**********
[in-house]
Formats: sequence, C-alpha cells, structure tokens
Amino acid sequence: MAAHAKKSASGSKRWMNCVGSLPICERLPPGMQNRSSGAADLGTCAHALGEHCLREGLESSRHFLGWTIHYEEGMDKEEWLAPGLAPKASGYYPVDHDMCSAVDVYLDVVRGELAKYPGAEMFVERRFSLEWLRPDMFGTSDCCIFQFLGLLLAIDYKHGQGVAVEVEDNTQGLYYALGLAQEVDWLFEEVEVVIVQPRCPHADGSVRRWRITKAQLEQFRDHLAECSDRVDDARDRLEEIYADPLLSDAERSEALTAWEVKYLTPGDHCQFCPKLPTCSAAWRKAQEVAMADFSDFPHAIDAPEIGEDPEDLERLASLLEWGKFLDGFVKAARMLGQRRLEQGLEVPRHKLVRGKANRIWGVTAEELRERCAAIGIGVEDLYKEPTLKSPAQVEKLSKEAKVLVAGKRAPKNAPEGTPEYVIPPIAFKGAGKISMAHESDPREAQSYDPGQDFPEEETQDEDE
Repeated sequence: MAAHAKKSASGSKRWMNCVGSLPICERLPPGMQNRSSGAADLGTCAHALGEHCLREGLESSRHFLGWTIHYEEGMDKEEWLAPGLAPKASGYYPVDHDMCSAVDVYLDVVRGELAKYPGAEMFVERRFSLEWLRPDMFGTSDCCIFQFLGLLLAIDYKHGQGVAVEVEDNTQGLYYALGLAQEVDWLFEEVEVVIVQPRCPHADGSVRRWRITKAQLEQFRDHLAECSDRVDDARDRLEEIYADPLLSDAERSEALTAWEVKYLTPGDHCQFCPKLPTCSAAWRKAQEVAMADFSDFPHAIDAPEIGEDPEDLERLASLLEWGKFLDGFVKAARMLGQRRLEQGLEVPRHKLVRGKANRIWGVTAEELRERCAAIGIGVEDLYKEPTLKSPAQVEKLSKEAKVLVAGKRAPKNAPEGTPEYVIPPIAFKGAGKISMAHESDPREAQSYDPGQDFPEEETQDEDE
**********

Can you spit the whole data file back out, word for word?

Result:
[in-house]
Formats: sequence, C-alpha cells, structure tokens
Amino acid sequence: MAAHAKKSASGSKRWMNCVGSLPICERLPPGMQNRSSGAADLGTCAHALGEHCLREGLESSRHFLGWTIHYEEGMDKEEWLAPGLAPKASGYYPVDHDMCSAVDVYLDVVRGELAKYPGAEMFVERRFSLEWLRPDMFGTSDCCIFQFLGLLLAIDYKHGQGVAVEVEDNTQGLYYALGLAQEVDWLFEEVEVVIVQPRCPHADGSVRRWRITKAQLEQFRDHLAECSDRVDDARDRLEEIYADPLLSDAERSEALTAWEVKYLTPGDHCQFCPKLPTCSAAWRKAQEVAMADFSDFPHAIDAPEIGEDPEDLERLASLLEWGKFLDGFVKAARMLGQRRLEQGLEVPRHKLVRGKANRIWGVTAEELRERCAAIGIGVEDLYKEPTLKSPAQVEKLSKEAKVLVAGKRAPKNAPEGTPEYVIPPIAFKGAGKISMAHESDPREAQSYDPGQDFPEEETQDEDE
Repeated sequence: MAAHAKKSASGSKRWMNCVGSLPICERLPPGMQNRSSGAADLGTCAHALGEHCLREGLESSRHFLGWTIHYEEGMDKEEWLAPGLAPKASGYYPVDHDMCSAVDVYLDVVRGELAKYPGAEMFVERRFSLEWLRPDMFGTSDCCIFQFLGLLLAIDYKHGQGVAVEVEDNTQGLYYALGLAQEVDWLFEEVEVVIVQPRCPHADGSVRRWRITKAQLEQFRDHLAECSDRVDDARDRLEEIYADPLLSDAERSEALTAWEVKYLTPGDHCQFCPKLPTCSAAWRKAQEVAMADFSDFPHAIDAPEIGEDPEDLERLASLLEWGKFLDGFVKAARMLGQRRLEQGLEVPRHKLVRGKANRIWGVTAEELRERCAAIGIGVEDLYKEPTLKSPAQVEKLSKEAKVLVAGKRAPKNAPEGTPEYVIPPIAFKGAGKISMAHESDPREAQSYDPGQDFPEEETQDEDE